Gratosoglio

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Gratosoglio
Quartiere of Milan
Apartment blocks in Gratosoglio
Apartment blocks in Gratosoglio
Country  Italy
Region Lombardy
Province Milan
Comune Milan
Zone 5
Time zone CET (UTC+1)
 • Summer (DST) CEST (UTC+2)

Gratosoglio (Grattasoeuj in Lombard)[1] is a district ("quartiere") of the city of Milan, Italy, part of the Zone 5 administrative division. It is located at southernmost end of the city, bordering on the comune of Rozzano, and it is traversed by the Lambro river.

The district has an area of about 400,000 m2, centered on the main thoroughfare "Via dei Missaglia". Having started as a commuter town in the 1960s, with large prefabricated apartment blocks destined to house immigrant workers coming from the South of Italy, the district is usually listed among those most degraded (e.g., having the highest crime rates) in the surroundings of Milan.

The name "Gratosoglio" is derived from the Latin words gratum solium, which apostle Barnabas (founder of the Milanese church), according to a local legend, pronounced when he was about to leave Milan.[2][3]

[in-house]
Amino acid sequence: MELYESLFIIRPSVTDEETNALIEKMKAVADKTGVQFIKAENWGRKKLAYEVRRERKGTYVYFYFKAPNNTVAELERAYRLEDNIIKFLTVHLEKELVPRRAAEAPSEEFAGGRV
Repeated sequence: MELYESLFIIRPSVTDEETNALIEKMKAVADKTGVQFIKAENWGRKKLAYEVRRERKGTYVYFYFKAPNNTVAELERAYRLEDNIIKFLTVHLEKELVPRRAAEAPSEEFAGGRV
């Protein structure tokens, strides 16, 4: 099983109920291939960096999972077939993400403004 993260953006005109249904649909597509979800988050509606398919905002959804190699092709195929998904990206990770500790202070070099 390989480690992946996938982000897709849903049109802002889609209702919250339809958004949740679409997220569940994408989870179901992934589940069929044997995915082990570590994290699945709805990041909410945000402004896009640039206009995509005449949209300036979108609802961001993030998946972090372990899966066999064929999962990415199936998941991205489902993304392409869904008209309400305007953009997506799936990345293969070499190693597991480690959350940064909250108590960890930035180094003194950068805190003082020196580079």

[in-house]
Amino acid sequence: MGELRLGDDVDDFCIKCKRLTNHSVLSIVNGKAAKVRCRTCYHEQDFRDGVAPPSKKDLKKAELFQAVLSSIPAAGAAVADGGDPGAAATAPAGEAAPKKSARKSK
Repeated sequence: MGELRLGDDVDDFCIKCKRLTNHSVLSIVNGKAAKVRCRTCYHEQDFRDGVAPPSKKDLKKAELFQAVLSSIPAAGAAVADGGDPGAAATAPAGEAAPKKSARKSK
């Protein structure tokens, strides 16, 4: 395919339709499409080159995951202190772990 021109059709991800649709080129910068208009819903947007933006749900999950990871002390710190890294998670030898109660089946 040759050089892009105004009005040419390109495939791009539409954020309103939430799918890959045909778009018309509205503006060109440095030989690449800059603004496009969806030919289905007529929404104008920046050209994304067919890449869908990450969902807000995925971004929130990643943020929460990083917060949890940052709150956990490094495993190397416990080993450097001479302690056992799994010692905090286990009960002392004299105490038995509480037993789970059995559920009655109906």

History[edit]

Gratosoglio developed from a Benedictine monastery that was founded between 1107 and 1130 on the road connecting Milan to Pavia. Despite being a very little community (less than a dozen monks), the monastery became very wealthy, and for about three centuries it also actively influenced the city of Milan.[4] In the mid 15th century the community fell in decay, and by 1545 the monastery was abandoned by the Benedictine. Both Carmelites and Franciscans would later be sent to officiate in the monastery's church and would thus inhabit the monastery.

The local rural community survived the decay of the monastery, and in the 18th century was annexed to the Corpi Santi comune.

The area was urbanized in the early 1960s, in response to the increasing demand of low price residential areas caused by immigration from the south of Italy. Between 1962 and 1965, over 50 large buildings (9 to 16 floors high) were constructed, largely using prefabricated blocks. Gratosoglio thus earned its fame of a degraded and marginal dormitory district.

Footnotes[edit]

  1. ^ E. Restelli, A Milano si dice così, Libreria Milanese
  2. ^ Storia di Casina Basmetto
  3. ^ Achille Barzaghi, Gratosoglio. Vicende storiche di "Gratum Solium" dalle origini al 2000, Barzago, Ed. Marna, 2004 - ISBN 88-7203-220-2
  4. ^ Parrocchia San Barnaba in Gratosoglio - La storia della chiesa (in Italian)

Coordinates: 45°24′31″N 9°10′18″E / 45.40861°N 9.17167°E / 45.40861; 9.17167